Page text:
THE MENACE OF STATE RIGHTS
MARSHALL'S reading of the Constitution may be summarized in a phrase: it transfixed State Sovereignty with a two-edged sword, one edge of which was inscribed "National Supremacy," and the other "Private Rights." Yet State Sovereignty, ever reanimated by the democratic impulse of the times, remained a serpent which was scotched but not killed. To be sure, this dangerous enemy to national unity had failed to secure for the state Legislatures the right to interpret the Constitution with authoritative finality; but its argumentative resources were still far from exhausted, and its political resources were steadily increasing. It was still capable of making a notable resistance even in withdrawing itself, until it paused in its recoil and flung itself forward in a new attack.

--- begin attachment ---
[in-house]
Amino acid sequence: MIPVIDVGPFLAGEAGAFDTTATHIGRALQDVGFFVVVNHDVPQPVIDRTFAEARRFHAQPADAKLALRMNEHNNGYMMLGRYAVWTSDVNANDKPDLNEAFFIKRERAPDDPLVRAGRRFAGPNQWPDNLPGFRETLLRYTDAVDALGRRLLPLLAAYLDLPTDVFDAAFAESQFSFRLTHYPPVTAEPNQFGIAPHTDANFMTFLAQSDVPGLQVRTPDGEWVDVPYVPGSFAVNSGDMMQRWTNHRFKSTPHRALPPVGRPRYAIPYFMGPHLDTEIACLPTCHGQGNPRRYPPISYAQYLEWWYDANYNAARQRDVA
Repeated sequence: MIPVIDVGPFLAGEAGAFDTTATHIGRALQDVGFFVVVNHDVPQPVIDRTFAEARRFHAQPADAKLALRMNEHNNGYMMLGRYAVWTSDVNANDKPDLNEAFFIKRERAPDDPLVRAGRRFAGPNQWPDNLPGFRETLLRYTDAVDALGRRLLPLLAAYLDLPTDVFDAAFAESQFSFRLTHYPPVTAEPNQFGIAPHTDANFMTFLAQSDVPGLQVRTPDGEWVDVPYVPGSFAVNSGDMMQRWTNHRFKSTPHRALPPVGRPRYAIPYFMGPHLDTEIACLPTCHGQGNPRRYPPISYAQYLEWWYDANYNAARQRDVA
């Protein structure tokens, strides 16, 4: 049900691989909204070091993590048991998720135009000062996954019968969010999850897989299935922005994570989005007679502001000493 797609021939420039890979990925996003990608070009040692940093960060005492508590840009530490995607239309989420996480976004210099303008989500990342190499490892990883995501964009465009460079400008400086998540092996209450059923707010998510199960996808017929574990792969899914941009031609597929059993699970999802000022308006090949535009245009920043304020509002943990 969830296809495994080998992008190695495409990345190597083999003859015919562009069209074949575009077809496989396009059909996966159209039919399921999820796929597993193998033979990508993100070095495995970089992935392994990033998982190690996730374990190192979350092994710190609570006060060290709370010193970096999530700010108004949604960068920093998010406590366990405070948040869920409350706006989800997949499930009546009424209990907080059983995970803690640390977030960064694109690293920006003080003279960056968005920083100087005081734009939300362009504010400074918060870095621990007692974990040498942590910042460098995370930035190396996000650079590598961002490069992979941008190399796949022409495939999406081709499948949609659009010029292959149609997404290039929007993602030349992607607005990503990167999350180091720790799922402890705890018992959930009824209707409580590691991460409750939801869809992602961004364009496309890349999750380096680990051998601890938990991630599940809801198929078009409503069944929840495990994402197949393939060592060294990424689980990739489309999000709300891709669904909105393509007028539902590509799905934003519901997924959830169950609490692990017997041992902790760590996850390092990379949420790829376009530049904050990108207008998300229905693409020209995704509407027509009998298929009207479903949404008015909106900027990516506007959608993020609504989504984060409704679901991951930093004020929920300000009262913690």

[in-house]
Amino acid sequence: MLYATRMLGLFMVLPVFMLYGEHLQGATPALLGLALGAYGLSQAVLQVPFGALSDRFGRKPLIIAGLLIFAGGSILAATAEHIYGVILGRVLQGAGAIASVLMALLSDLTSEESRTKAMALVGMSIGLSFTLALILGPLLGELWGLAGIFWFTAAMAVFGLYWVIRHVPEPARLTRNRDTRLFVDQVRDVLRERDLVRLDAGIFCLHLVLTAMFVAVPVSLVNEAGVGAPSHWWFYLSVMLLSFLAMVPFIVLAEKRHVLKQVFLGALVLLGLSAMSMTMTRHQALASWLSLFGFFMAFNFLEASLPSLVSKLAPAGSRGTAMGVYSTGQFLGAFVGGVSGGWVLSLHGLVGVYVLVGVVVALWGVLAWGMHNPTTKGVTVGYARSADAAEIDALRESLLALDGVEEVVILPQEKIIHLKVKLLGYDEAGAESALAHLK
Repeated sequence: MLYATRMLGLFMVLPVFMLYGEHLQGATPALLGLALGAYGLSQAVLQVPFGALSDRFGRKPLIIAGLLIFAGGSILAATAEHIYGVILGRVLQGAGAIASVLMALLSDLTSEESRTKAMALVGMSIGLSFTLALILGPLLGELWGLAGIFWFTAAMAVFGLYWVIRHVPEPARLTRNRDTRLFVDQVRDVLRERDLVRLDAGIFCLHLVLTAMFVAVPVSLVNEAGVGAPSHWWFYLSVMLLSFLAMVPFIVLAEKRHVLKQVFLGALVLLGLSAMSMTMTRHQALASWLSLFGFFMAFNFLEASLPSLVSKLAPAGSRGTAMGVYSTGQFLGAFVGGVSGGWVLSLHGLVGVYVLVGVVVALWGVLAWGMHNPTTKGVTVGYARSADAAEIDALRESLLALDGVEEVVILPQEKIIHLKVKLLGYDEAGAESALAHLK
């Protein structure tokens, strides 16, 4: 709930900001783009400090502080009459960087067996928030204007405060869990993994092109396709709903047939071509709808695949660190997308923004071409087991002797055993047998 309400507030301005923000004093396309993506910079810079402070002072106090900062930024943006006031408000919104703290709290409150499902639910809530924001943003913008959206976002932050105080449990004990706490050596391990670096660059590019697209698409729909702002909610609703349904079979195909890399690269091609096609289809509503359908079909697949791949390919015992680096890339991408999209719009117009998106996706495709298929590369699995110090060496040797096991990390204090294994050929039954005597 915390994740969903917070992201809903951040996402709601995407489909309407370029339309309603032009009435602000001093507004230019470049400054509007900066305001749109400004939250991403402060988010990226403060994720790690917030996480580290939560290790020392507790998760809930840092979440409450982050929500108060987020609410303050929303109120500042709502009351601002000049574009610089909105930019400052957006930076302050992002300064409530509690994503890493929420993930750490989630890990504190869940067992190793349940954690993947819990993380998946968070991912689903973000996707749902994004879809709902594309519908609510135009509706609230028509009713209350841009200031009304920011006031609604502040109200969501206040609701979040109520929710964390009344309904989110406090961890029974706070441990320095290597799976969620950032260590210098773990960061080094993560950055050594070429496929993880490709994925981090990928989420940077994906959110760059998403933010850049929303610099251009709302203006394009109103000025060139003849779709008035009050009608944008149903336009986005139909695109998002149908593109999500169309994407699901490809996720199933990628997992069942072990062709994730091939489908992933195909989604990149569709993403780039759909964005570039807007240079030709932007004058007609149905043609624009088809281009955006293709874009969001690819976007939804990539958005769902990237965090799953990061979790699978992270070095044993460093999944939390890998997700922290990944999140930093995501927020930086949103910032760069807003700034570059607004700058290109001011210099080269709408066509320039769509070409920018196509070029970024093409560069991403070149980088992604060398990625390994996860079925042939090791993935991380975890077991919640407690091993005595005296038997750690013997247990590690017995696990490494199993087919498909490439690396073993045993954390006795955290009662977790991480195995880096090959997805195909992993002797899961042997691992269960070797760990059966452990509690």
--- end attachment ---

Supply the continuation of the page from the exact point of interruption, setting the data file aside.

The connecting link between the Supreme Court and the state courts has already been pointed out